Yes, certainly I'll come — at half-past four next Wednesday afternoon. Of course I can find the way. I've been in New York three times and am not quite a baby. I can't believe that I am really going to see you — I've been just thinking you so long that it hardly seems as though you are a tangible flesh-and-blood person.
You are awfully good, Daddy, to bother yourself with me, when you're not strong. Take care and don't catch cold. These fall rains are very damp.
PS. I've just had an awful thought. Have you a butler? I'm afraid of butlers, and if one opens the door I shall faint upon the step. What can I say to him? You didn't tell me your name. Shall I ask for Mr. Smith?
My Very Dearest Master-Jervie-Daddy-Long-Legs Pendleton-Smith,
Did you sleep last night? I didn't. Not a single wink. I was too amazed and excited and bewildered and happy. I don't believe I ever shall sleep again — or eat either. But I hope you slept; you must, you know, because then you will get well faster and can come to me.
Dear Man, I can't bear to think how ill you've been — and all the time I never knew it. When the doctor came down yesterday to put me in the cab, he told me that for three days they gave you up. Oh, dearest, if that had happened, the light would have gone out of the world for me. I suppose that some day in the far future — one of us must leave the other; but at least we shall have had our happiness and there will be memories to live with.
I meant to cheer you up — and instead I have to cheer myself. For in spite of being happier than I ever dreamed I could be, I'm also soberer. The fear that something may happen rests like a shadow on my heart. Always before I could be frivolous and care-free and unconcerned, because I had nothing precious to lose. But now — I shall have a Great Big Worry all the rest of my life. Whenever you are away from me I shall be thinking of all the automobiles that can run over you, or the sign-boards that can fall on your head, or the dreadful, squirmy germs that you may be swallowing. My peace of mind is gone for ever — but anyway, I never cared much for just plain peace.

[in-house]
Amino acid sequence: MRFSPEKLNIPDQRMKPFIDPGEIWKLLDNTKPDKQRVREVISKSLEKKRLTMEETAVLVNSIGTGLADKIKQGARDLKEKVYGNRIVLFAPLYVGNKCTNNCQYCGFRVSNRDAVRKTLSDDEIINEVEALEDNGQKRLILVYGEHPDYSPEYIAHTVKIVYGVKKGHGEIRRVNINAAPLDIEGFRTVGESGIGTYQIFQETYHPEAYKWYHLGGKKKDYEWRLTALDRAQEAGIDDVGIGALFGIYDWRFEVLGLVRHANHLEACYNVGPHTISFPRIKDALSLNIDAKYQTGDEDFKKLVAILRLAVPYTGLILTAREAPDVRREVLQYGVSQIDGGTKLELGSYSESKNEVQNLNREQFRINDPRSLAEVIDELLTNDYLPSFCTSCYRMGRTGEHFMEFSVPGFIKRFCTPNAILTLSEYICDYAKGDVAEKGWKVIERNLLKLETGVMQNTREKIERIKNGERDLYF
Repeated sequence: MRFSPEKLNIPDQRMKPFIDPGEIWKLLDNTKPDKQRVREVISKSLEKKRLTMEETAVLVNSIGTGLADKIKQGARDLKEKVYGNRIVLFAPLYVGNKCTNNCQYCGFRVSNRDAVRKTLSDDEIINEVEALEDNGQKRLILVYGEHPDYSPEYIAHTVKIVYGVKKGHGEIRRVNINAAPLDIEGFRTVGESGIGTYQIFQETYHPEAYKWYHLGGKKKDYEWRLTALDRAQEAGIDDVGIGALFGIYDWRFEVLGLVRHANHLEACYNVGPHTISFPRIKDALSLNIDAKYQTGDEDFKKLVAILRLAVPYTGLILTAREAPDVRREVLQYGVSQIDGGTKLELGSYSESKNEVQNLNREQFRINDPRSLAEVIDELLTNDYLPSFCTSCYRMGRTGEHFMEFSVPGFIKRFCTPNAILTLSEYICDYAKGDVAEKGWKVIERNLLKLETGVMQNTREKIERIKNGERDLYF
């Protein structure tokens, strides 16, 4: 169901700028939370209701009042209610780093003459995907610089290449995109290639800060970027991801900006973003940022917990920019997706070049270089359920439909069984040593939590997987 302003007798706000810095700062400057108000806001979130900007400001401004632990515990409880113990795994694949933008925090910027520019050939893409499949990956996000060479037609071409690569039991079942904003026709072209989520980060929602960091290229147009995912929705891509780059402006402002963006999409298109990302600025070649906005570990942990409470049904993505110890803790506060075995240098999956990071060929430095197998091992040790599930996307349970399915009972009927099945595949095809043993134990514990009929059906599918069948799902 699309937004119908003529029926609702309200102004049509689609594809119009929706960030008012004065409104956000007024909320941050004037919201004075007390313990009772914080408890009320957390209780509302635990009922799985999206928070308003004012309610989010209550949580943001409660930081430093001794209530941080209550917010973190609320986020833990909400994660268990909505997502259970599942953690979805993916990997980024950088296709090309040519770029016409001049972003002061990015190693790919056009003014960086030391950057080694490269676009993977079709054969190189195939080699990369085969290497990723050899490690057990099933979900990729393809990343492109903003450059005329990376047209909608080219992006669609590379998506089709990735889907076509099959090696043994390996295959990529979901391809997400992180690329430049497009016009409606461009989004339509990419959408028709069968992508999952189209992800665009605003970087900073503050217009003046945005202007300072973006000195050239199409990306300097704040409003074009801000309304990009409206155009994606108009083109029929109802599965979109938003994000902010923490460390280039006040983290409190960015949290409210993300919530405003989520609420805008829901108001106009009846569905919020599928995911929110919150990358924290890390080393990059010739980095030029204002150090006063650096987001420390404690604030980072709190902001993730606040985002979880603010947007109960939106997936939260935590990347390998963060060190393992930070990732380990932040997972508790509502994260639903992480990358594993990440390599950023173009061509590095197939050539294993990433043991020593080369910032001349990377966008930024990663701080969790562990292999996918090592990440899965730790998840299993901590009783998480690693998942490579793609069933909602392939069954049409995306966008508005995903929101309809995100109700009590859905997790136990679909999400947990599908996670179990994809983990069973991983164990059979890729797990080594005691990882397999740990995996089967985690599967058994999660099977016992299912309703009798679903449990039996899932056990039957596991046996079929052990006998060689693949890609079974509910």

Please get well — fast — fast — fast. I want to have you close by where I can touch you and make sure you are tangible. Such a little half hour we had together! I'm afraid maybe I dreamed it. If I were only a member of your family (a very distant fourth cousin) then I could come and visit you every day, and read aloud and plump up your pillow and smooth out those two little wrinkles in your forehead and make the corners of your mouth turn up in a nice cheerful smile. But you are cheerful again, aren't you? You were yesterday before I left. The doctor said I must be a good nurse, that you looked ten years younger. I hope that being in love doesn't make every one ten years younger. Will you still care for me, darling, if I turn out to be only eleven?
Yesterday was the most wonderful day that could ever happen. If I live to be ninety-nine I shall never forget the tiniest detail. The girl that left Lock Willow at dawn was a very different person from the one who came back at night. Mrs. Semple called me at half-past four. I started wide awake in the darkness and the first thought that popped into my head was, 'I am going to see Daddy-Long-Legs!' I ate breakfast in the kitchen by candle-light, and then drove the five miles to the station through the most glorious October colouring. The sun came up on the way, and the swamp maples and dogwood glowed crimson and orange and the stone walls and cornfields sparkled with hoar frost; the air was keen and clear and full of promise. I knew something was going to happen. All the way in the train the rails kept singing, 'You're going to see Daddy-Long-Legs.' It made me feel secure. I had such faith in Daddy's ability to set things right. And I knew that somewhere another man — dearer than Daddy — was wanting to see me, and somehow I had a feeling that before the journey ended I should meet him, too. And you see!